References and Further Reading 1.
The link to the original is found here. Until Galileo forced the issue into the realm of theology, the Church had been a willing ombudsman for the new astronomy. It had, for example, encouraged the work of both Copernicus and sheltered Kepler against the persecutions of Calvinists.
Despite the fact that there was no clear proof for heliocentrism at the time, Galileo was intent on ramming Copernicus down the throat of Christendom. Eventually Cardinal Robert Bellarmine challenged Galileo to prove his theory or stop pestering the Church.
In spite of the warning, Galileo persisted in promoting the theory as fact. Nevertheless, his crusade would not have ended in the offices of the Inquisition had he possessed a modicum of discretion, not to say charity.
Galileo used exaggerated caricature, insult, and ridicule to make those still holding to the Ptolemaic system look ridiculous. It was a conflict that ought never to have occurred, because faith and science, properly understood, can never be at odds.
In fact, as Stanley Jaki and others have argued, it was the metaphysical framework of medieval Catholicism which made modern science possible in the first place. Even many intelligent Catholics would prefer that the whole sorry affair be swept under a rug.
Inhe expressed the wish that the Pontifical Academy of Sciences conduct an in-depth study of the celebrated case. A commission of scholars was convened, and they presented their report to the Pope on October 31, Contrary to reports in The New York Times and other conduits of misinformation about the Church, the Holy See was not on this occasion finally throwing in the towel and admitting that the earth revolves around the sun.
That particular debate, so far as the Church was concerned, had been closed since at least when Benedict XIV bid the Holy Office grant an imprimatur to the first edition of the Complete Works of Galileo.
What John Paul II wanted was a better understanding of the whole affair by both scientists and theologians. It has been said that while politicians think in terms of weeks and statesmen in years, the Pope thinks in centuries.
The Holy Father was trying to heal the tragic split between faith and science which occurred in the 17th century and from which Western culture has not recovered.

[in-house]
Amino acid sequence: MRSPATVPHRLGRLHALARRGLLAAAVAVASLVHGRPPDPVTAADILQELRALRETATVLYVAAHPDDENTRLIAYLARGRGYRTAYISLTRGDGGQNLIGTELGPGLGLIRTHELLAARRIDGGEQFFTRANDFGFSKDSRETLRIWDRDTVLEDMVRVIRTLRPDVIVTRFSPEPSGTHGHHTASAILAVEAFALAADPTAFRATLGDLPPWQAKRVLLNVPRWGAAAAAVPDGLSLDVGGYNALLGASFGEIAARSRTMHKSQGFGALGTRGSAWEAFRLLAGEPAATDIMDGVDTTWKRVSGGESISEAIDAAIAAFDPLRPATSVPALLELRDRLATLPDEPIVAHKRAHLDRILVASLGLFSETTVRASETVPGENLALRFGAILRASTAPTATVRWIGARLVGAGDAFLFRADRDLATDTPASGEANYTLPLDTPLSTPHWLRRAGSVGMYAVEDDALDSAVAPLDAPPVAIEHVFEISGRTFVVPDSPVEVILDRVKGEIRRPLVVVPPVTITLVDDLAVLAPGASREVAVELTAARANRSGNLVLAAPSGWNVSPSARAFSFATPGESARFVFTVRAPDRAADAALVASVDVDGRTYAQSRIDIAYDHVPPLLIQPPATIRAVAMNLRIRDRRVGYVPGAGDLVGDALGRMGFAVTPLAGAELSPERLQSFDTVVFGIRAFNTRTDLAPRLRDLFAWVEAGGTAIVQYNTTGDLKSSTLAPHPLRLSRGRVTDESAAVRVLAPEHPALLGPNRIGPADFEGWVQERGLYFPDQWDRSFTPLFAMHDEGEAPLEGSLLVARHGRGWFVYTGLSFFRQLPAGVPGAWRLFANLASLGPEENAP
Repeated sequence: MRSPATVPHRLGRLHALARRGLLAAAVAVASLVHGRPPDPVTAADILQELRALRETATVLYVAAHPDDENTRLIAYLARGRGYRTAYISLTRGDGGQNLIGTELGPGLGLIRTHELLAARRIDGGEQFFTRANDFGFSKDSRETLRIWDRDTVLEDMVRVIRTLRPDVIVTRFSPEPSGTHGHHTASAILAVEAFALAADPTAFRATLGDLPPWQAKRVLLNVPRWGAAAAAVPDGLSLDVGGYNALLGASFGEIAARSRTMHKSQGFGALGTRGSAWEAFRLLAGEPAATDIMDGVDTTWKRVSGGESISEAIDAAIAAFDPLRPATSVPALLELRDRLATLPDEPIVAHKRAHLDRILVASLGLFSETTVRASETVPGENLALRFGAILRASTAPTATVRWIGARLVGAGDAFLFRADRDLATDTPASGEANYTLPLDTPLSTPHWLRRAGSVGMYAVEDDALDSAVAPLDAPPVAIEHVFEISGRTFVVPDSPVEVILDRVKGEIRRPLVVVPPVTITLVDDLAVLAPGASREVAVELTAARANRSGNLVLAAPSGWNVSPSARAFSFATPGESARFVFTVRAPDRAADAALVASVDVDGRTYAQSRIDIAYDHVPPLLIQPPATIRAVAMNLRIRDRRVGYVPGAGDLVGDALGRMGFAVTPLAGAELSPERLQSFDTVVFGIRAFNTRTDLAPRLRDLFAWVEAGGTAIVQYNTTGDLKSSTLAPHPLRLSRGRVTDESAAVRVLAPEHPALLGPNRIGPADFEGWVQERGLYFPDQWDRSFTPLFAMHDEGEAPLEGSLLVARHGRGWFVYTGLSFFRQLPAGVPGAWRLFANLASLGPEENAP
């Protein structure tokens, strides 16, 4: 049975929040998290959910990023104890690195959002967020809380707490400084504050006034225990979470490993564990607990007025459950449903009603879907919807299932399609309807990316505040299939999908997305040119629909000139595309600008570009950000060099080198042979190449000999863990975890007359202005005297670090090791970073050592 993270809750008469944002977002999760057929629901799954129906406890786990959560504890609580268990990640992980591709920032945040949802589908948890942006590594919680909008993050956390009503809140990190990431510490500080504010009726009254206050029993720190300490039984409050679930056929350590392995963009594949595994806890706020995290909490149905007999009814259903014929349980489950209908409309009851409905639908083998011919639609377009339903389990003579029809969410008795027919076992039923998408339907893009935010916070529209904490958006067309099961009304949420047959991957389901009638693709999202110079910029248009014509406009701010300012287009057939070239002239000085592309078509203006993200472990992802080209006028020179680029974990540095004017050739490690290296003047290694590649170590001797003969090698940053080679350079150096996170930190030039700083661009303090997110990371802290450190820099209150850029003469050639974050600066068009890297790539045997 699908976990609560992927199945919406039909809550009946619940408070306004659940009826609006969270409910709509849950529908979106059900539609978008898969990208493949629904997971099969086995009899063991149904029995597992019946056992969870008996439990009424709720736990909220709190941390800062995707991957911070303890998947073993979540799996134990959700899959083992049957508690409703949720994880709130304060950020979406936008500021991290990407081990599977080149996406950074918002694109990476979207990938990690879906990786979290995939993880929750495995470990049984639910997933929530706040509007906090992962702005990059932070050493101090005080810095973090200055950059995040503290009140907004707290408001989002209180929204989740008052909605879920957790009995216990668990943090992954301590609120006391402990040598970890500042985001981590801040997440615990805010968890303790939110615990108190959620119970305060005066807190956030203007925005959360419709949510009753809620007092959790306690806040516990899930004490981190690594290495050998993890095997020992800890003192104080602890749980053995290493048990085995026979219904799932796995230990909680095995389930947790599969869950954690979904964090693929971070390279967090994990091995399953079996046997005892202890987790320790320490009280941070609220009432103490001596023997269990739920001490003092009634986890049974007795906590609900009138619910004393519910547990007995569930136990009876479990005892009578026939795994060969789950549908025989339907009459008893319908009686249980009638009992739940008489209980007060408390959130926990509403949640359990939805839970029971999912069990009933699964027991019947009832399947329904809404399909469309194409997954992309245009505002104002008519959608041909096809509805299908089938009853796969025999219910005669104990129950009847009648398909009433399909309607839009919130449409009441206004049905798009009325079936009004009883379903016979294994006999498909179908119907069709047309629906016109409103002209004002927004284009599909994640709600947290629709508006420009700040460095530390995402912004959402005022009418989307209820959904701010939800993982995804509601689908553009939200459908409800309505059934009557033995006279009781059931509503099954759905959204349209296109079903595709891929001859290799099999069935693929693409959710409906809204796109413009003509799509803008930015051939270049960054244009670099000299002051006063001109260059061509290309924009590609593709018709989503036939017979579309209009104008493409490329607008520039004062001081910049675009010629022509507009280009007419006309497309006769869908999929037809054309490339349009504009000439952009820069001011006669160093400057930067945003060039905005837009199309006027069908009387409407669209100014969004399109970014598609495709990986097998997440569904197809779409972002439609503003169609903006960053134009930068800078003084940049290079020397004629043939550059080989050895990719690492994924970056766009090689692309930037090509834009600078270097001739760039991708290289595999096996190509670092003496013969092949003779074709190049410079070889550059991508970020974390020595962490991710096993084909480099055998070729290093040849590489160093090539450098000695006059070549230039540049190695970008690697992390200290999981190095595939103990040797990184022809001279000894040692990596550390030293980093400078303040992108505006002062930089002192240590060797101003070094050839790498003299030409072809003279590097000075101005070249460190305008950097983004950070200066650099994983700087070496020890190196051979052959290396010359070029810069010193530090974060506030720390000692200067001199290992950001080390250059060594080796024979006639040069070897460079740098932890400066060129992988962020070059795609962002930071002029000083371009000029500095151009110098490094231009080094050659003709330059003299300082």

Following the guidelines of the Second Vatican Council, he wished to make clear that science has a legitimate freedom in its own sphere and that this freedom was unduly violated by Church authorities in the case of Galileo. A close look at the facts puts to rout almost every aspect of the reigning Galileo legend.
It had encouraged the work of Copernicus and sheltered Kepler against the persecutions of Calvinists. Problems only arose when the debate went beyond the mere question of celestial mechanics.
But here we need some historical background. Actually, the notion is at least as old as the ancient Greeks. But the geocentric theory, endorsed by Aristotle and given mathematical plausibility by Ptolemy, was the prevailing model until Copernicus."Galileo, Science and the Church" tells the story of how heliocentric astronomy came to be condemned by the Catholic Church in the early 17th century -- a development that led to the censure of Galileo, the foremost astronomer of the era.
The Galileo affair (Italian: il processo a Galileo Galilei) was a sequence of events, beginning around , culminating with the trial and condemnation of Galileo Galilei by the Roman Catholic Inquisition in for his support of heliocentrism..
In , Galileo published his Sidereus Nuncius (Starry Messenger), describing the surprising observations that he had made with the new telescope. Mar 10, · Along with his translations, Digges added commentary and new ideas, making it clear that the Copernican model was more than philosophy, it was a physically real model of the solar system.
Even so, the Catholic Church today acknowledges that Galileo’s condemnation was wrong. The Vatican has even issued two stamps of Galileo as an expression of regret for his mistreatment.
Infallibility. If you’ve memorized at least one verse of scripture, it is likely you have memorized John It is assumed by many that the public at large knows this verse well enough that you can simply post the reference on a sign at an athletic event and the world will know exactly what it signifies.
Faith and Reason. Traditionally, faith and reason have each been considered to be sources of justification for religious belief. Because both can purportedly serve this same epistemic function, it has been a matter of much interest to philosophers and theologians how the two are related and thus how the rational agent should treat claims derived from either source.